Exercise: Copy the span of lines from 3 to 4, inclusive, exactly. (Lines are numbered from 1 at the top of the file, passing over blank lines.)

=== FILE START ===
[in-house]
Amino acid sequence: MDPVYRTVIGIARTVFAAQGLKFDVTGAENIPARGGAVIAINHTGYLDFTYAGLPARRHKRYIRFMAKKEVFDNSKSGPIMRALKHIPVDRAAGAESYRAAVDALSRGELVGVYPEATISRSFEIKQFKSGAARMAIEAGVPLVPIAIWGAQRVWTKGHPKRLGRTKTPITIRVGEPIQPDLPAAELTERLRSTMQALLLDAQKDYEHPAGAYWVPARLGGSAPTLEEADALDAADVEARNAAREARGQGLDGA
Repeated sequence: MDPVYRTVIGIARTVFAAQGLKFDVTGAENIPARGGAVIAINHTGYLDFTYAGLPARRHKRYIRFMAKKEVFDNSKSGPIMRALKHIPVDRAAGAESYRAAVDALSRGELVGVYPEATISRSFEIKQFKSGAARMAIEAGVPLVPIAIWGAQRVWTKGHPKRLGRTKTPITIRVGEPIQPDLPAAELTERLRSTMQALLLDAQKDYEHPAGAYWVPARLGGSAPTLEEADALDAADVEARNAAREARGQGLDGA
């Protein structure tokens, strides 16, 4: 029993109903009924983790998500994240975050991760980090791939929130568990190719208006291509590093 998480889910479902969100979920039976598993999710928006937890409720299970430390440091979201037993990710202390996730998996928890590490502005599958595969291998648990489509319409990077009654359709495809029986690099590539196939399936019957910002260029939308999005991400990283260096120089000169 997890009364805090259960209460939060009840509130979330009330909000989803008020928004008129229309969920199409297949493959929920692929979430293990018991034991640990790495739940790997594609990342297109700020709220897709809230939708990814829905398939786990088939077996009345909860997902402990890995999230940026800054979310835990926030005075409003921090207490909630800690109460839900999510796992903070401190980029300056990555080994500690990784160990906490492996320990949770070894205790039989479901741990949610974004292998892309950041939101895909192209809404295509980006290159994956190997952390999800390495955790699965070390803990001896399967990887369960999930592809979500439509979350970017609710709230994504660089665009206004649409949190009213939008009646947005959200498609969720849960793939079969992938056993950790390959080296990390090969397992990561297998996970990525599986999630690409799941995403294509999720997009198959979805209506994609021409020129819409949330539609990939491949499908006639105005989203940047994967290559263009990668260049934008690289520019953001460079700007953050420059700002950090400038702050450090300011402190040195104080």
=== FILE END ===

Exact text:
Repeated sequence: MDPVYRTVIGIARTVFAAQGLKFDVTGAENIPARGGAVIAINHTGYLDFTYAGLPARRHKRYIRFMAKKEVFDNSKSGPIMRALKHIPVDRAAGAESYRAAVDALSRGELVGVYPEATISRSFEIKQFKSGAARMAIEAGVPLVPIAIWGAQRVWTKGHPKRLGRTKTPITIRVGEPIQPDLPAAELTERLRSTMQALLLDAQKDYEHPAGAYWVPARLGGSAPTLEEADALDAADVEARNAAREARGQGLDGA
């Protein structure tokens, strides 16, 4: 029993109903009924983790998500994240975050991760980090791939929130568990190719208006291509590093 998480889910479902969100979920039976598993999710928006937890409720299970430390440091979201037993990710202390996730998996928890590490502005599958595969291998648990489509319409990077009654359709495809029986690099590539196939399936019957910002260029939308999005991400990283260096120089000169 997890009364805090259960209460939060009840509130979330009330909000989803008020928004008129229309969920199409297949493959929920692929979430293990018991034991640990790495739940790997594609990342297109700020709220897709809230939708990814829905398939786990088939077996009345909860997902402990890995999230940026800054979310835990926030005075409003921090207490909630800690109460839900999510796992903070401190980029300056990555080994500690990784160990906490492996320990949770070894205790039989479901741990949610974004292998892309950041939101895909192209809404295509980006290159994956190997952390999800390495955790699965070390803990001896399967990887369960999930592809979500439509979350970017609710709230994504660089665009206004649409949190009213939008009646947005959200498609969720849960793939079969992938056993950790390959080296990390090969397992990561297998996970990525599986999630690409799941995403294509999720997009198959979805209506994609021409020129819409949330539609990939491949499908006639105005989203940047994967290559263009990668260049934008690289520019953001460079700007953050420059700002950090400038702050450090300011402190040195104080």